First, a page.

Stocks opened lower this morning (Dow -281 pts; SPX -.55%) mostly on trade war jitters. Industrials and materials—two sectors heavily influenced by global trade—are down about 2%; tech is down about 1.1%. The defensives—consumer staples, utilities, telecom—are trading higher in today’s mini sector rotation. The VIX Index jumped up to nearly 14 and VIX July futures are trading up around 14.4. European stock markets look to close down about 1% and Asia was very negative overnight. The Shanghai Composite Index fell 3.8% and is now down over 11% year-to-date. Most commodities—including gold—are down today. WTI crude oil fell 1.4% to $64.90/barrel on rumors that Saudi Arabia and Russia would like to remove OPEC oil production limits. Of course, we know that oil prices are routinely manipulated day-to-day by rumors and we know that Saudi would much rather have oil up around $80 than down around $60. Bonds are trading higher this morning in response to the stock selloff. The 5-year and 10-year Treasury yields dipped to 2.76% and 2.89%, respectively.
It looks as though President Trump wants to push this trade tariff fight with the Chinese to find out who really has leverage. We’ve been long conditioned to believe the US has absolutely no leverage against an abusive trade partner with a penchant for stealing intellectual property. We’ll see. Mr. Trump asked the US Trade Representative to identify another $200bil worth of Chinese goods for additional tariffs at a 10% rate. That is in addition to the 25% tariff recently placed on $50bil worth of imports from China. CNBC’s Jim Cramer says he’s not too worried because the Chinese stock market will create a lot more pain for them than our stock market will create for us. In other words, we have more staying power. Of course, other strategists have warned that China may retaliate with specific action against large US companies like Apple (AAPL) and Boeing (BA), which have been market leaders. So depending on China’s response in the coming days, we could easily see the SPX fall back to February lows.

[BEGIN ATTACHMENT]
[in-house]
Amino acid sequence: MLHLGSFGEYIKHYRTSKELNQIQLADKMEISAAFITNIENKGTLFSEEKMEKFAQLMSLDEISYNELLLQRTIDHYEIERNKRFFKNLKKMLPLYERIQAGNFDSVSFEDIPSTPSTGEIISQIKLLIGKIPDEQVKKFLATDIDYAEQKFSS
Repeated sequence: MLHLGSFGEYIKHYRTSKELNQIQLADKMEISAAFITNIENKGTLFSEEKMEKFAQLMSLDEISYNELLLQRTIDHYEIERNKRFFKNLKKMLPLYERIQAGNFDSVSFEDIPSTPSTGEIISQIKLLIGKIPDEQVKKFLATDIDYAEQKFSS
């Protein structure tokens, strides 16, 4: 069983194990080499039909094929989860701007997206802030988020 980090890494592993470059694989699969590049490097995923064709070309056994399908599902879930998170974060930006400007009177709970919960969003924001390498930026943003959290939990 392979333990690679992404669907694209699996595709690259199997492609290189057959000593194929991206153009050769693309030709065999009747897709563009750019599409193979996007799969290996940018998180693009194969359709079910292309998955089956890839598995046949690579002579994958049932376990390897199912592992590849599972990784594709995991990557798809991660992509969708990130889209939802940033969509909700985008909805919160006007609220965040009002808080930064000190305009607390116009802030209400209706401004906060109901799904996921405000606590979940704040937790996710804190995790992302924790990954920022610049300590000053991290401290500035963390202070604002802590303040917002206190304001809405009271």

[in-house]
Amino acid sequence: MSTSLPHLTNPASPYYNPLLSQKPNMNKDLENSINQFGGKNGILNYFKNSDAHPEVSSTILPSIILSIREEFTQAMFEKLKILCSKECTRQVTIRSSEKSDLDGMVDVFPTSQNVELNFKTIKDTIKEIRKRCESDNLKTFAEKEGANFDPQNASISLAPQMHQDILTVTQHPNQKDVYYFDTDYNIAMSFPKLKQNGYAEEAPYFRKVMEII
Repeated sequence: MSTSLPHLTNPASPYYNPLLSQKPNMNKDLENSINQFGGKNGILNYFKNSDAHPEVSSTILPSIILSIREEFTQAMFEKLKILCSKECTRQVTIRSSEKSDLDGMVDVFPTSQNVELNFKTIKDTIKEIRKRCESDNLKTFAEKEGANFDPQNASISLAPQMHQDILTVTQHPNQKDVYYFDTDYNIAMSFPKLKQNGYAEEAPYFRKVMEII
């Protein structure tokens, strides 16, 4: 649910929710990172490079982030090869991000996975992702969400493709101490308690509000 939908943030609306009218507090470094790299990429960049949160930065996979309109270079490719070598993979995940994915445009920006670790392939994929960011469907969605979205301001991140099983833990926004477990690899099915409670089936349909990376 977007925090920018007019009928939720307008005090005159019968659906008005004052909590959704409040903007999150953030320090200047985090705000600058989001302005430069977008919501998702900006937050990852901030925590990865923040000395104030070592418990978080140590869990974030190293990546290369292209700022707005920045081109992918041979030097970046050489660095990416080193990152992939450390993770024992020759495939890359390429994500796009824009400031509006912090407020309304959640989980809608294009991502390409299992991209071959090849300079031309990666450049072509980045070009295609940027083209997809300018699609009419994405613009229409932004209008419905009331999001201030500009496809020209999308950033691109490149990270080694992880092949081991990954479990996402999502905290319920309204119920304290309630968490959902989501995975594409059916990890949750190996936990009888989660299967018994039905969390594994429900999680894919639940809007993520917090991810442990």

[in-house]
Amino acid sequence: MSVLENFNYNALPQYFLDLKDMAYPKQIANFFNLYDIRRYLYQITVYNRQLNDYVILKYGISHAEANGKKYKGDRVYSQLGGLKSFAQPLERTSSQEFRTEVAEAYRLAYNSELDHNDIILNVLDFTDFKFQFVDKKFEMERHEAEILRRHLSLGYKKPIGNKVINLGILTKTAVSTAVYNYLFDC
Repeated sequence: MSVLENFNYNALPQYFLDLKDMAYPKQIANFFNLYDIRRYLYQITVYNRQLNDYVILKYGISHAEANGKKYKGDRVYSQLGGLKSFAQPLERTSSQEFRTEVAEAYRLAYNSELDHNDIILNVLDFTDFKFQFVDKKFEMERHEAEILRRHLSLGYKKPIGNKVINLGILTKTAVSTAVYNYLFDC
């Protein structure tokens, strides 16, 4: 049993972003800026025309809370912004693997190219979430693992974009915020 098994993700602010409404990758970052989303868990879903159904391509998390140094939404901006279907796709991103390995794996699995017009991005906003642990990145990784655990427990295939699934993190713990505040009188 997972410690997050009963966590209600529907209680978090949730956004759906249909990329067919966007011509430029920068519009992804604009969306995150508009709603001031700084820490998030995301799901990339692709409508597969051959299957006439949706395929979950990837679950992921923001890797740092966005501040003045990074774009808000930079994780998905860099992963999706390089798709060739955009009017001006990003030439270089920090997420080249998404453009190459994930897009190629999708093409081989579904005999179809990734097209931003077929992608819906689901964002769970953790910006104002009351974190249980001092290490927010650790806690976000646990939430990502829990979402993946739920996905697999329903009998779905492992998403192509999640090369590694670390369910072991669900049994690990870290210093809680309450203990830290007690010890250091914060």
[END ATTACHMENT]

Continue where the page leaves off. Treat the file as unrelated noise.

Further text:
Strangely enough, it looks like the stock market can’t decide how to react to a potential trade war. Yesterday, the defensive sectors like telecom and consumer staples were beaten mercilessly. The reasons given: 1) the cost of imported goods will certainly rise, hurting profit margins for manufacturers who may have a hard time raising product prices; 2) US companies selling into the Chinese market would be less competitive with 10-25% tariffs. That would apply to packaged goods companies like Procter & Gamble (PG), which was down 2% yesterday. But it certainly wouldn’t have any impact on Altria (MO) and AT&T (T), which were down 2-3%. Many other stocks were hit hard on no specific news (Travelers down 1.3%). As noted above, the staples and telecoms are up today.
US housing starts rose 5.0% in May to an annualized rate of 1.35 million units. That’s the highest rate of new construction units since the housing crisis, and we’re really only building enough housing to offset population growth. Demand is still ahead of supply in the US, driven by a tight labor market and relatively low mortgage rates. The good news is that we’re finally seeing a jump in single-family construction rather than multi-family, which is really saturated. Bloomberg notes homeownership rates in the US are finally moving up after hitting a 5-year low in 2016.